It’s easy to look at big workshops full of the latest tools and be envious, imagining if only you had them at your disposal. But as MacGyver showed us on TV, if you really know what you’re doing you can save the world a thousand times over with just a Swiss Army knife and some miscellaneous objects. Working out of his garage in Minneapolis, James Berreau brings that sort of attitude to the custom bike building game. With just his second build he’s whipped up this stunning 1974 Yamaha RD350 nicknamed ‘The Deuce’ that is oozing classic cool.
Just like ‘Mac’ on the TV show, James has military training having served as an aircraft electrician for six years in the US Air Force, before attending the Motorcycle Mechanics Institute in Phoenix, AZ. Now having spent 15 years in the R&D division of a major company as a senior test technician, he brings a wealth of skills to the table as he launches his custom bike building career. And in his home garage sits just one bike lift, a TIG welder and his Grandpa’s vintage WWII era lathe.
Picking up the donor bike that had sat idle in a garage since 1978, James quickly set about putting his talents into action, stripping the bike, then “I cut the tail off the frame and added a hoop. Then drilled holes and added tubes in the rear hoop to integrate the LED tail/brake lights.” The stock seat pan was shortened 5in before being topped with the same distressed leather as the grips. While the front fender brackets were his own design that were cut by water jet, and he then welded in a new filler cap for the tank and sent the tins off for paint.
The forks are from an XS650, with all new internals and polished lower legs. “I had a hard time finding a full billet triple clamp, so I found the stout upper and converted into a lower. Machined the stem hole to accept a GSXR aluminum stem and then I machined the upper portion of the stem to the RD specs.” While the rear end uses a set of the ever popular YSS shocks to keep the tyre planted.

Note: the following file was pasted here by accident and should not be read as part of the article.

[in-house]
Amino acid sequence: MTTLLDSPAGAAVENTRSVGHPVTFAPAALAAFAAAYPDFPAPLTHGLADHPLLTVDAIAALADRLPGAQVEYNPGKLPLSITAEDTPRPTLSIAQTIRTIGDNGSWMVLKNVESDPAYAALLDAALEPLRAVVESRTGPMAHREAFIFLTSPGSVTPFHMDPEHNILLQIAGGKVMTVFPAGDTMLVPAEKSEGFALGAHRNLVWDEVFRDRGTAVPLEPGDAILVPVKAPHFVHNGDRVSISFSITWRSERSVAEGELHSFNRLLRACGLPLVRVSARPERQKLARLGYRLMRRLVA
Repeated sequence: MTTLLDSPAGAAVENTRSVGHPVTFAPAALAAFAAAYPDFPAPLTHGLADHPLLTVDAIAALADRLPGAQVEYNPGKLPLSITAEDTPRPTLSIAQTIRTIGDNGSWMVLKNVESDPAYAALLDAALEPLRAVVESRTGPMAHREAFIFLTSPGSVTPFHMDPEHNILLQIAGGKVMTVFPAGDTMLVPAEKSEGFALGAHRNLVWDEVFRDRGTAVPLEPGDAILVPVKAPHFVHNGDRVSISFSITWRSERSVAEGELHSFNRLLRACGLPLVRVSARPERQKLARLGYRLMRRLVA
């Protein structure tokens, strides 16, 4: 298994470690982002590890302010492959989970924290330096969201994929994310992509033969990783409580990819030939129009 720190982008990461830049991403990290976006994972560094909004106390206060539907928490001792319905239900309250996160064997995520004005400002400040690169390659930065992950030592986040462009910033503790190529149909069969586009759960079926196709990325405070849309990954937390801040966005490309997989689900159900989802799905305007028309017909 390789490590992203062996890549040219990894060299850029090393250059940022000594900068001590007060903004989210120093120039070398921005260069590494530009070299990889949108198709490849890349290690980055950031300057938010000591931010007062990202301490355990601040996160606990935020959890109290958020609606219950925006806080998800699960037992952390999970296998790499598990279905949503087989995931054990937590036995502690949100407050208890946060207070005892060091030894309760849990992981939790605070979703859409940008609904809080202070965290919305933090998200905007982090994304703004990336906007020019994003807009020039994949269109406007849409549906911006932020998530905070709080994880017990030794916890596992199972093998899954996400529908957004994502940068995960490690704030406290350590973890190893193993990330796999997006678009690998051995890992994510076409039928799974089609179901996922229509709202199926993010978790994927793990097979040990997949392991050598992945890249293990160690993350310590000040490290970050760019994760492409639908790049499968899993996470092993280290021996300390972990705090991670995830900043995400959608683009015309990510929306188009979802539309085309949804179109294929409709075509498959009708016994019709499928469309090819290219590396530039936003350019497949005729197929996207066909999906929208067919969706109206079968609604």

That rubber is courtesy of Avon, the RoadRiders giving the perfect match between the classic look and a modern compound. The hubs themselves have been sanded and polished before being laced to the powder-coated rims that give a real pop of colour. While braking was always a weak point of the old 2-stroke street bikes, not here, a Brembo front caliper and full-floating rotor conversion with radial master cylinder provide serious stopping power.
But if it wasn’t for the engine, it’s unlikely the RD would ever have been popular in the first place, let alone having created a cult following now. So rather than messing with it too much, it’s been rebuilt back to stock specs for reliability and avoid the tuning dramas of a hotted-up smoker. There are new gaskets and seal on the repainted donk with titanium bolts pulling the engine covers tight. While the beautiful twin pipes are ceramic coated to keep the heat inside.
With a new chain and sprockets, affixed with more titanium bolts, the power gets to the rear wheel via a custom built Barnett clutch just for the application. While clicking through the cogs required some creative thinking and a hammer, “I combined two different manufacturers for the rear sets during finally assembly, there was some slight interference with the rear brake arm and the exhaust. The muffler needed to be persuaded to accommodate some needed space.”
But its the functionality of the bike that is light years ahead of ’70s commuter machines. The custom-designed and machined switchgear is simply a work of art and pairs up with a new wiring harness and additional fuse blocks for the different circuits. The ignition has been converted to a Newtronics CDI unit and the regulator/rectifier replaced with a newer integrated style unit. With the frame powder coated, the bodywork only came back just in time, with the stunning paintwork finished so the ‘The Deuce’ could be displayed at the J&P Cycles Ultimate Builder Custom Bike Show. James picked up the second place trophy in his category amongst some incredible competition and this MacGyver of the bike scene is off to a hell of a start in his custom career.
[ Photography by Sam Bendall at Live Moto Foto ]